There was the stroll through the historic graveyard with Jeremy Messersmith. The hike through the woods in southwestern Wisconsin with Cloud Cult. The shortcut through the kitchen to the rehearsal space at the Box Car Diner with Communist Daughter. The quest for a Wi-Fi signal at Owatonna High School to cover Owl City. The visit to the Ax-Man Supply Store in search of a missile shell for Marathon 3 with Mark Mallman. And the 10 minutes on the phone to Austin, Texas, police in the quietest place I could find to give them the correct spelling of Gayngs: a portojohn.
Who says covering local music doesn't take you to interesting places?
The stories out of the Twin Cities music scene similarly were all over the place in 2010, running the gamut from the elated to the tragic, and the laughable to the legal. Here are the ones that stand tall at year's end. Kind of like I did in that Satellite toilet.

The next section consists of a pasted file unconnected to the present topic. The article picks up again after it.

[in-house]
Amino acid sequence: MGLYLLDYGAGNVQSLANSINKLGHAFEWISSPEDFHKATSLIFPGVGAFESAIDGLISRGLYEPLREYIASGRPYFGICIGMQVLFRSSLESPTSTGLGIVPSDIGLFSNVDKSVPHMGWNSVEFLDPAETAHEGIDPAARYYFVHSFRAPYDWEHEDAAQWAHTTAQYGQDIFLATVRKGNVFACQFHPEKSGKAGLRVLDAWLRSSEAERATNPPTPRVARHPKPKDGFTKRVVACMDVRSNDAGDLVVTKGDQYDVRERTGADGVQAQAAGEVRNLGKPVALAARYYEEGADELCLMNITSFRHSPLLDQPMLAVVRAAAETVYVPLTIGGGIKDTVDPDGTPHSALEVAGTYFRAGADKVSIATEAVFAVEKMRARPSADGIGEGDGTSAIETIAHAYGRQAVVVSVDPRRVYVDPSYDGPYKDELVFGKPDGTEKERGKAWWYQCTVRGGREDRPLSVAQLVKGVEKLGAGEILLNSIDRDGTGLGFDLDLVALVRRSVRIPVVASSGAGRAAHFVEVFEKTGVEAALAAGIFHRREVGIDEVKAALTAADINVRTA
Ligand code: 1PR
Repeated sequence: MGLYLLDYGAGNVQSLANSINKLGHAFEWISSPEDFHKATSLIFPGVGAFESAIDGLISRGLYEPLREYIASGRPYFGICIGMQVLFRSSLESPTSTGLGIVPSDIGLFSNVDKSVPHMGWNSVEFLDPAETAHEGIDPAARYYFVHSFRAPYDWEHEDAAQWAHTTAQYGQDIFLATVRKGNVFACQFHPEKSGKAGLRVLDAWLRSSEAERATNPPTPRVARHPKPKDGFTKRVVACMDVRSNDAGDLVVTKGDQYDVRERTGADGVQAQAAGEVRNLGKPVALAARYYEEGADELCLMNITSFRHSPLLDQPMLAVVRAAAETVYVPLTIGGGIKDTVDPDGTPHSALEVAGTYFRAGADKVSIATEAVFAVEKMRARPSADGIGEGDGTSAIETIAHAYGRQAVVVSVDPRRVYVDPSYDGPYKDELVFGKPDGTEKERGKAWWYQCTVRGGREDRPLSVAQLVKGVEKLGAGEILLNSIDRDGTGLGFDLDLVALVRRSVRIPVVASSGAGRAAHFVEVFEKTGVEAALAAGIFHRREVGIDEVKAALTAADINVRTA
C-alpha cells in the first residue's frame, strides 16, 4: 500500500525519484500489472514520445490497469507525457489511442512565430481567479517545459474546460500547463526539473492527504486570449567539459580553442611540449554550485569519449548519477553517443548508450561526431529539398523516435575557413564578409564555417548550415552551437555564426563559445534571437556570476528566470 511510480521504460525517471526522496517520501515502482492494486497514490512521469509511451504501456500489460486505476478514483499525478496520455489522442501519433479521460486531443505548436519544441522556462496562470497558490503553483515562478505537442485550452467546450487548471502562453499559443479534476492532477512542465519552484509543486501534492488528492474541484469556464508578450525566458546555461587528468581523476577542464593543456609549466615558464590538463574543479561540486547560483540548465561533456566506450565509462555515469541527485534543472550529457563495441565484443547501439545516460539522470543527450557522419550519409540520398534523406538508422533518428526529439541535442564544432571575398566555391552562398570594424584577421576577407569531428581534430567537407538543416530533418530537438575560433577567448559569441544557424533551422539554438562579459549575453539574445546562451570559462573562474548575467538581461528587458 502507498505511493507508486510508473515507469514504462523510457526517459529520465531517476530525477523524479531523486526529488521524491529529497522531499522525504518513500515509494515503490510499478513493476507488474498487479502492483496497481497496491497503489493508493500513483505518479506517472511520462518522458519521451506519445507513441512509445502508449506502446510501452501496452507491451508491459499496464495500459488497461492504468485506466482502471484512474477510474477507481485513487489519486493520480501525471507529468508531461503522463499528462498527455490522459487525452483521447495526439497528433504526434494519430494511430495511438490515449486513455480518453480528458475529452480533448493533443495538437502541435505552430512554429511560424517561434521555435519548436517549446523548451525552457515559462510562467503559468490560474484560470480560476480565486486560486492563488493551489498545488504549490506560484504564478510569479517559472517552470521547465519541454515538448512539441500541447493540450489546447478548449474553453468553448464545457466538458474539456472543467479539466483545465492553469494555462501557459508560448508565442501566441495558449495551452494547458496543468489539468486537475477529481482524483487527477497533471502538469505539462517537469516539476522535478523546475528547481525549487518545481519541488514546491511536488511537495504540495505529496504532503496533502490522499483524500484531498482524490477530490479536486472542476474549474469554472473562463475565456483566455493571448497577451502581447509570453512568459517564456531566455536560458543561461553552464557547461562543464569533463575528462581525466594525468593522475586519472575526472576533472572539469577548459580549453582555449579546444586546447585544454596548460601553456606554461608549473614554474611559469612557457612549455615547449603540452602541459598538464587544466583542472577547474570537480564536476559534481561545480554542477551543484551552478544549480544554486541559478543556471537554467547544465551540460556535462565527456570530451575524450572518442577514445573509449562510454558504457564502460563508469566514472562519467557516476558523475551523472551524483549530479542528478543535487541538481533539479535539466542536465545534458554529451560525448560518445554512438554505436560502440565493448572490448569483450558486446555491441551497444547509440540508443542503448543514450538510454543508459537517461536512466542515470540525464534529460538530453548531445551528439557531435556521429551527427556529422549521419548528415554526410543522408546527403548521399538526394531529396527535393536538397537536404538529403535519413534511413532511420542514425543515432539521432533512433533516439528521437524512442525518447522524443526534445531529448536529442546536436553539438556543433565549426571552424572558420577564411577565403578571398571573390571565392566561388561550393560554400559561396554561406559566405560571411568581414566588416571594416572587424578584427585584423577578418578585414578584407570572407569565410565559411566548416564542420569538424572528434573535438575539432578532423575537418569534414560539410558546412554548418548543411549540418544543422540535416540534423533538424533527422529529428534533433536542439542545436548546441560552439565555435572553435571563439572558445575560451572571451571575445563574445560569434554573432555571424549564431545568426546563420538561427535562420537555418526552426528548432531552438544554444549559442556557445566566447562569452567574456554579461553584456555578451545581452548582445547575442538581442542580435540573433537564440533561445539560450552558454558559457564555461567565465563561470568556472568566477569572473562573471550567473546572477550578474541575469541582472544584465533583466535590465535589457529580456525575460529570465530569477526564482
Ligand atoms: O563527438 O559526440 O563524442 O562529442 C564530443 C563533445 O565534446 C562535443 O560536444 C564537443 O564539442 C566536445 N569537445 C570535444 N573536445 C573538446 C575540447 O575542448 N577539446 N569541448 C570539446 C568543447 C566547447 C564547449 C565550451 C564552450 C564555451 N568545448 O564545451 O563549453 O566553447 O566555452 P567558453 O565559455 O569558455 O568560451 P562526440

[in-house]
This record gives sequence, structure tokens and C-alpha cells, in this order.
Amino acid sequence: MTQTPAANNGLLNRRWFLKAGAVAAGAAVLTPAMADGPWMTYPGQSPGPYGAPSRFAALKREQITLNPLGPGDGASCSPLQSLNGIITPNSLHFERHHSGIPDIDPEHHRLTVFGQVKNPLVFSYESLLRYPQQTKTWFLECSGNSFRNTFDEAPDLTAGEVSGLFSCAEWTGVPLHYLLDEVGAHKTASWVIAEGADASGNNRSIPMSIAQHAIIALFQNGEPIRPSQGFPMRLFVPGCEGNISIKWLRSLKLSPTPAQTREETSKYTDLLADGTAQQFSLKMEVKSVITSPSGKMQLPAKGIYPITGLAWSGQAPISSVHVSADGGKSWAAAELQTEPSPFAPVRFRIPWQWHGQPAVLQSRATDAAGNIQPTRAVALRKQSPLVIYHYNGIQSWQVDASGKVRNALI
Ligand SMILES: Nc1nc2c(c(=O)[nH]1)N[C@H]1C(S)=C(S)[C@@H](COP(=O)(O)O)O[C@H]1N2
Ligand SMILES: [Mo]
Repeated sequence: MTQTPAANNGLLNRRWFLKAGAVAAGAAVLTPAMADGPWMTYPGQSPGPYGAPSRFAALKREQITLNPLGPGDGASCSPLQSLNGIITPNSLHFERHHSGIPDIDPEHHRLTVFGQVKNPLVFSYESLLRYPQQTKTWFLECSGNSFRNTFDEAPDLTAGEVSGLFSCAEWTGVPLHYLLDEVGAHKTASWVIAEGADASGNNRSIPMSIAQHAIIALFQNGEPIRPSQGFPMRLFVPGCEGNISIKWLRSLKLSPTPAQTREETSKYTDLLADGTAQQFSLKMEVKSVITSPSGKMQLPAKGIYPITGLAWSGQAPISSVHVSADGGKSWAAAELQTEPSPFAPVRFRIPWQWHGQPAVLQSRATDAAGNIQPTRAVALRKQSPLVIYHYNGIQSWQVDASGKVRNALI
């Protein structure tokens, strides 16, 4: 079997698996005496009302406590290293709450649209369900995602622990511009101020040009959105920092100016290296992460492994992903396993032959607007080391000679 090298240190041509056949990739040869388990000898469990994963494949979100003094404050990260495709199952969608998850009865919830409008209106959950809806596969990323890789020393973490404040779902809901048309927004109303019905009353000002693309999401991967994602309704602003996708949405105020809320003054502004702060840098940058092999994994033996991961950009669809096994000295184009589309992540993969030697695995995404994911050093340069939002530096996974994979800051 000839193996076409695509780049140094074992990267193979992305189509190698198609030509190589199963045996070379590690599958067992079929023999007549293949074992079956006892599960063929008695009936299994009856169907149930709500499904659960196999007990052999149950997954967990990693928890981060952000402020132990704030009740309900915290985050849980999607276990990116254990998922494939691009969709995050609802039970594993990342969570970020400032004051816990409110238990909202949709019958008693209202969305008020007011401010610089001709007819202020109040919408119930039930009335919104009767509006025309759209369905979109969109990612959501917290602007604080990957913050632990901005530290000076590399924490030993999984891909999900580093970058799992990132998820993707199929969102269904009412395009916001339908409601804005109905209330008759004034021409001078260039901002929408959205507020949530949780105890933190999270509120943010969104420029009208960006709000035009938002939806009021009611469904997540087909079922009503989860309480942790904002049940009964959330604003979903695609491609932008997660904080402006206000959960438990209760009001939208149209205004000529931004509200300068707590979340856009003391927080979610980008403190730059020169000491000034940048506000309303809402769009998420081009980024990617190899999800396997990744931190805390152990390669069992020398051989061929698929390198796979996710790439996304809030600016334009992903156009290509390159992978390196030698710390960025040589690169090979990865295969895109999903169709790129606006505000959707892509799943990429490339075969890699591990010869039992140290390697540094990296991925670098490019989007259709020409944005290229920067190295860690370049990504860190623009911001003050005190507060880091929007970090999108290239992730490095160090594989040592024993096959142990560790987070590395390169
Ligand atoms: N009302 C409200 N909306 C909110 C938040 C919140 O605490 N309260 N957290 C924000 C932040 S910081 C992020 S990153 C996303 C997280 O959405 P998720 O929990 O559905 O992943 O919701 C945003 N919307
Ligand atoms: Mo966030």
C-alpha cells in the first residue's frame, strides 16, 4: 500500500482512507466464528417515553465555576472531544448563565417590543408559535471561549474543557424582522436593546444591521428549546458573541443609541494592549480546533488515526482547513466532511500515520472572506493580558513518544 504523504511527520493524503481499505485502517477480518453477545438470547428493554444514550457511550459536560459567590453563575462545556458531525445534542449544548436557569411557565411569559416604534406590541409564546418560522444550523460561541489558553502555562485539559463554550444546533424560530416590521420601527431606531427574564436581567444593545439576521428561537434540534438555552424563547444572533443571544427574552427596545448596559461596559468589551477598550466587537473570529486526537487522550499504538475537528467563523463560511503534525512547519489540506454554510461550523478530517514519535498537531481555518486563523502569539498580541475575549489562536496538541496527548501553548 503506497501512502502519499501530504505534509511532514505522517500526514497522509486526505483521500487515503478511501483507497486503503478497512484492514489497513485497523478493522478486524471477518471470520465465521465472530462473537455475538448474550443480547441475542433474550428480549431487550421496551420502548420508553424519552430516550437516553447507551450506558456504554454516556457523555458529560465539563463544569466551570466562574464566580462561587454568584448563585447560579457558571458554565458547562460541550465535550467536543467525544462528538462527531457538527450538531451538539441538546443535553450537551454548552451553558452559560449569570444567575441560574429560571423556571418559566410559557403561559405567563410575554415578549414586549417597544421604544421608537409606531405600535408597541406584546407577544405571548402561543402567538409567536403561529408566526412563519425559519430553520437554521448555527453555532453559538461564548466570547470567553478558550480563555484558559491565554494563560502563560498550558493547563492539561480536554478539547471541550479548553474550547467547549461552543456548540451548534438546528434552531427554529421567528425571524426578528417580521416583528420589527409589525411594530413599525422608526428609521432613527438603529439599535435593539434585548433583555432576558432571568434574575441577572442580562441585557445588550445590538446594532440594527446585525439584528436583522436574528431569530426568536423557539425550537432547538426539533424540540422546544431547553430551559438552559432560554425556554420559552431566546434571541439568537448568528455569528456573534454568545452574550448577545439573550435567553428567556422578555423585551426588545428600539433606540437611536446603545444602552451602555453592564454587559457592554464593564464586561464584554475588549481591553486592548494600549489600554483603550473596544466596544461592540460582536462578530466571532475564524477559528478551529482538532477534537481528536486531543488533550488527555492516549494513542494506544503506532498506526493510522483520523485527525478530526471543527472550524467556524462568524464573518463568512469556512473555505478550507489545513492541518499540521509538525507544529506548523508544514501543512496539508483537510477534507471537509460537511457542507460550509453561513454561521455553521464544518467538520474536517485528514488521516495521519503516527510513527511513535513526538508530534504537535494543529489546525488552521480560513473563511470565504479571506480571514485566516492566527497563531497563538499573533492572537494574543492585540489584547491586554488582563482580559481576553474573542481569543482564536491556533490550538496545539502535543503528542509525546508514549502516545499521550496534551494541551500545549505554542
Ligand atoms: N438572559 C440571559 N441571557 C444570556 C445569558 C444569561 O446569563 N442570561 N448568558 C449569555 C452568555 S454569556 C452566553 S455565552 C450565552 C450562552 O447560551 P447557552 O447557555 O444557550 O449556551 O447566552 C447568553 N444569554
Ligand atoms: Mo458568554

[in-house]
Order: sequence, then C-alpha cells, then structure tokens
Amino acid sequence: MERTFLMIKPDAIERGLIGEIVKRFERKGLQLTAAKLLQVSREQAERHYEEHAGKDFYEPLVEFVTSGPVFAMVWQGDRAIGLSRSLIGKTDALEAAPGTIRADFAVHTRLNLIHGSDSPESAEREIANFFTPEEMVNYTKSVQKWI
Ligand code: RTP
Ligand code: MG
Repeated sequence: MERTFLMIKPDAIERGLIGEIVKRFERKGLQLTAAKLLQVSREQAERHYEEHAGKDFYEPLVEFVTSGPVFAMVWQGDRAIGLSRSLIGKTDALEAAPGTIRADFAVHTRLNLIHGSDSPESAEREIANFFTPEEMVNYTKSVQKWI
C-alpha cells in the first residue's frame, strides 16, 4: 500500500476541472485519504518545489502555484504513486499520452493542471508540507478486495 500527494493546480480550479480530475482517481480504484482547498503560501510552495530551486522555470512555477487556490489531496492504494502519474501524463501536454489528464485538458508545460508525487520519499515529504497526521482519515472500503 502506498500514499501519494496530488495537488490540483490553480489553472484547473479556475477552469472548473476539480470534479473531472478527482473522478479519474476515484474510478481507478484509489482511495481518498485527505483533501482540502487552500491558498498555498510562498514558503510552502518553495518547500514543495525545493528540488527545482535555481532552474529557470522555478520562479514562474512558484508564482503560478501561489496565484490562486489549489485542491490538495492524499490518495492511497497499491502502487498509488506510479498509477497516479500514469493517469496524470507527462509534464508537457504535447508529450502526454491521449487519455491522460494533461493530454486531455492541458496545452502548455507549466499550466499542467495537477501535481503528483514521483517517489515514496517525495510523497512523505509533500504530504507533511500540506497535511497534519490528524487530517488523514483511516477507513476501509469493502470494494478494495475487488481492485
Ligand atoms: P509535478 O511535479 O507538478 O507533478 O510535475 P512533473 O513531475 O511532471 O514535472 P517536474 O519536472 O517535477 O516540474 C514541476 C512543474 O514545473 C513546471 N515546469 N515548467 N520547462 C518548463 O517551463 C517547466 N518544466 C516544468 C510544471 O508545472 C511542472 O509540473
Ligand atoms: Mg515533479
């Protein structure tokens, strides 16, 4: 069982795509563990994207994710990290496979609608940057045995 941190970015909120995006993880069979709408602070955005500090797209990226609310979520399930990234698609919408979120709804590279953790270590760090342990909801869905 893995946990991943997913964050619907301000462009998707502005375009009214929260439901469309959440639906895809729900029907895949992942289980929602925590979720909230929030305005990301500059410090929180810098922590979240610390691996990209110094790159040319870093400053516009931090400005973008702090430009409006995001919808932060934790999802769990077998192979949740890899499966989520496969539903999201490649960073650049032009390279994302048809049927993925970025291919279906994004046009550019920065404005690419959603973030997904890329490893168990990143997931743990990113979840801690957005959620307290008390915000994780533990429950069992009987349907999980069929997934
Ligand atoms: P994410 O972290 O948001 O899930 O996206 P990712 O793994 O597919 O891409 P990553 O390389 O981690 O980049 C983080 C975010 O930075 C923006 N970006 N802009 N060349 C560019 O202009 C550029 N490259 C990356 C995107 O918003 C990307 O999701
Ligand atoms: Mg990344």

Biggest non-story of the year: The repainting of First Avenue's mural of stars. Even Menudo retained its place on the wall.
Runner-up: Lady Gaga hung out at the Turf Club following her second of two sold-out Xcel Center shows at the end of August. Instead of the promised influx of hot pants, fishnets and outerwear bras among patrons of the Turf, though, it's still mostly just ratty rock T's and flannel.
Worst reason for a Rhymesayers all-star show: The Minneapolis hip-hop crew flexed its organizational, scene-rallying muscle by putting together a stellar lineup on the fly to raise more than $25,000 for Haiti earthquake relief at First Ave in February, during which a winter-clad Slug earned the nickname MC Snowpants, and Brother Ali talked about how the calamity struck close to home.
Tie: Tragedy truly struck at home with Eyedea's death from opiate toxicity on Oct. 16, which was followed by a moving First Ave tribute on what would have been Mikey Larsen's 29th birthday, Nov. 9. Terrible circumstances, but commendable shows.